"My future mother in-law inherited a home in State X and wants to put it up for sale. Apparently there is a second partial owner who is in a nursing home. One of his relatives is contesting the sale. Does he have the rights to do so? There are no wills in place my mother in-law inherited the home by next of kin and owns the majority."
Next question is does the relative who is contesting the sale have the right to do so? If they are not the guardian or agent under a power of attorney for the co-owner in the nursing home they may have no legal right to any say.
If the relative contesting has no rights, and if the co-owner does own an interest in the house and is not competent (perhaps they are in the nursing home with Alzheimer's or another cognitive issue) then someone legally has to be appointed to represent his or her interest so you can sell (and that someone may not be the contesting relative).
Let's say you get through all of this and find that you want to sell and the person in the nursing home in fact owns an interest. You may need to hire a real estate litigator to bring a lawsuit to force them to sell. It might be a "partition" action. A claim brought asking to have the property sold and the proceeds divided. If there real issue is that they think the price is too low, you might be able to convince them with an appraisal and get them to agree to sell without all these complications. If they are objecting just to make it difficult for you and with no logical basis you might inquire of your attorney as to whether you can sue them for all the costs you've incurred in fighting with them. If they've done it just to be malicious a court might consider that.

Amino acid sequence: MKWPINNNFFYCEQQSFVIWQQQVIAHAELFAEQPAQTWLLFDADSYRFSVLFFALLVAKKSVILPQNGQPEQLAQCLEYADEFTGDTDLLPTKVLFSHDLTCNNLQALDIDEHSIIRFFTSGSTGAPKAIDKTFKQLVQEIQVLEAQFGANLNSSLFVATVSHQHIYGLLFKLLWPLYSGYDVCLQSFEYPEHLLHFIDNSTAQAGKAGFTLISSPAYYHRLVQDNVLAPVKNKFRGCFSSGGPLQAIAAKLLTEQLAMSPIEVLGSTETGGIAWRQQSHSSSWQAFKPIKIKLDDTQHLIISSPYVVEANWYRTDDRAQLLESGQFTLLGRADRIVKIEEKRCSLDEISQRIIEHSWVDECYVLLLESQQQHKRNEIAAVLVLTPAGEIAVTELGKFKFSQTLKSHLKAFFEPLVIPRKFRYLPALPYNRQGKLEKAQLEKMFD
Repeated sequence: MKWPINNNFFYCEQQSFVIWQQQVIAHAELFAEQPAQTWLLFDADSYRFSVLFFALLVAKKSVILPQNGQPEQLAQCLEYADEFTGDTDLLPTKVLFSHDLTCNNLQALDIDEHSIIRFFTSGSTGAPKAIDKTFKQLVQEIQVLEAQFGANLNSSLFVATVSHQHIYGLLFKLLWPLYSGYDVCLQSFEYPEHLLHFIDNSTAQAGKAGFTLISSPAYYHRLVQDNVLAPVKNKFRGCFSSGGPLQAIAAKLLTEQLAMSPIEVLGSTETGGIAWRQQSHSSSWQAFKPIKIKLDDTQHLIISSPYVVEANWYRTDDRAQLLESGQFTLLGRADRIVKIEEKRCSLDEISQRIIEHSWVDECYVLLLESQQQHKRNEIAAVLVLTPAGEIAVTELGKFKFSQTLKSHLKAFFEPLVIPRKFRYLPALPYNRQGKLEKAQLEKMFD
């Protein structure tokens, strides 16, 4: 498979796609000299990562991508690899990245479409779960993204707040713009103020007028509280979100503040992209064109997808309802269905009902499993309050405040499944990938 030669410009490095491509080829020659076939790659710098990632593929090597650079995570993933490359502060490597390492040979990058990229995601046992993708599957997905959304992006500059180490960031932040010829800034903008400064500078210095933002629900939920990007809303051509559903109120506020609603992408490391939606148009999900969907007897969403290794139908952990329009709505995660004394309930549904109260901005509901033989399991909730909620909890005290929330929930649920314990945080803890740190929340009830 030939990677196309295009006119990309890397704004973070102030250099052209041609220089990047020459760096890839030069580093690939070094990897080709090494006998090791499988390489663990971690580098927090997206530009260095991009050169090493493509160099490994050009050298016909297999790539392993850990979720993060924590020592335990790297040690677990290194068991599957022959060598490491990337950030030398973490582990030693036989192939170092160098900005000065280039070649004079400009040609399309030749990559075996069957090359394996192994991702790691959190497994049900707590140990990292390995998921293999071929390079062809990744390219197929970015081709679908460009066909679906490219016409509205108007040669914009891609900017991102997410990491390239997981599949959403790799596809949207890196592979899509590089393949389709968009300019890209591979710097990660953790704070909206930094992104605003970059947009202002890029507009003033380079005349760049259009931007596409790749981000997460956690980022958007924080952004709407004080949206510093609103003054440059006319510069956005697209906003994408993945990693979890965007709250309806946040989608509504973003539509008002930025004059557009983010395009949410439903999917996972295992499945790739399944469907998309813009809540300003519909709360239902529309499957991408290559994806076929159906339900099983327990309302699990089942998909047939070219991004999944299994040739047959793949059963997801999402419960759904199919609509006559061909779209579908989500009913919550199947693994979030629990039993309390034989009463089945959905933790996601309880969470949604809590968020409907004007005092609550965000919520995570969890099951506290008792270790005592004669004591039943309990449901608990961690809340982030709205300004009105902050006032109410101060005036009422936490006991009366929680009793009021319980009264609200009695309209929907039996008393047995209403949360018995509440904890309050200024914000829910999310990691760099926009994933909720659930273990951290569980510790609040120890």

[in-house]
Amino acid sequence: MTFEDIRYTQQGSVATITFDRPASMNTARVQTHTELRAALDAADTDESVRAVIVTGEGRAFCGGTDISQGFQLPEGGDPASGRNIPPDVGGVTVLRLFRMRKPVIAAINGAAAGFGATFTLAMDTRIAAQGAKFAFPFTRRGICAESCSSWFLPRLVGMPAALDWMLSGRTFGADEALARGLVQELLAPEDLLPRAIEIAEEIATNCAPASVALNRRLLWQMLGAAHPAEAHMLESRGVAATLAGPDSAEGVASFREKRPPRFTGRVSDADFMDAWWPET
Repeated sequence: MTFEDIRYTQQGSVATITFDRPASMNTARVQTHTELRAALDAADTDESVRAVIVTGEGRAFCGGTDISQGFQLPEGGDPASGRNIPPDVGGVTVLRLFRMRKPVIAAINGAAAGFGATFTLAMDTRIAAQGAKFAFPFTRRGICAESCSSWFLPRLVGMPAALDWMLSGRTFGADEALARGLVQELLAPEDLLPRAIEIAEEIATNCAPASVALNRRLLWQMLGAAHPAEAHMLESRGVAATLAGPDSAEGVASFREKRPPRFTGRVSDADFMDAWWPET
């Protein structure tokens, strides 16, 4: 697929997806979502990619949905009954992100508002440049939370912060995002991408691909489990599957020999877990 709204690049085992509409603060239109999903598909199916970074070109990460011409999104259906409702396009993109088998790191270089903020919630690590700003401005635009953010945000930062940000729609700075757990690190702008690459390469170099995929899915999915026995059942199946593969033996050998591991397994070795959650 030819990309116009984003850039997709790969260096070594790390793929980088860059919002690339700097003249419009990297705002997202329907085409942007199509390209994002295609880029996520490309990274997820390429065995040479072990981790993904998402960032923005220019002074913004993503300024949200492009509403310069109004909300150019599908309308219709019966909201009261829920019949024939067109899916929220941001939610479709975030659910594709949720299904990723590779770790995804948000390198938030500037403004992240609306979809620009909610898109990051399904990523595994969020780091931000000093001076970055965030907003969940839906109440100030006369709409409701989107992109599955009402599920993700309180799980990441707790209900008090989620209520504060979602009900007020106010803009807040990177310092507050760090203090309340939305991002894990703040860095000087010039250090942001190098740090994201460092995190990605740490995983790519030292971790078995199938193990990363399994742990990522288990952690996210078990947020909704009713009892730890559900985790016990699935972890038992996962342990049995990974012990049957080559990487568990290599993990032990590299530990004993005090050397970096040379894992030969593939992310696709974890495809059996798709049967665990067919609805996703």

There is another issue to consider. If the co-owner is in a nursing home, might the nursing home or the state have a claim on the interest the co-owner owns in the house for nursing home costs? While that may not be your issue, coming only out of the co-owner's share, it could complicate your sale.
Finally, we haven't spoken about taxes yet. It sounds like the probate process for the person who left the house to your future mother-in-law and the co-owner may not have been handled well. Your mother in law will have to determine what her tax basis is in the share of the house she owns so she can determine capital gains to report for income tax purposes when she sells (assuming she is not living in the house as a personal residence). That might be the date of death value of the house that the benefactor left her.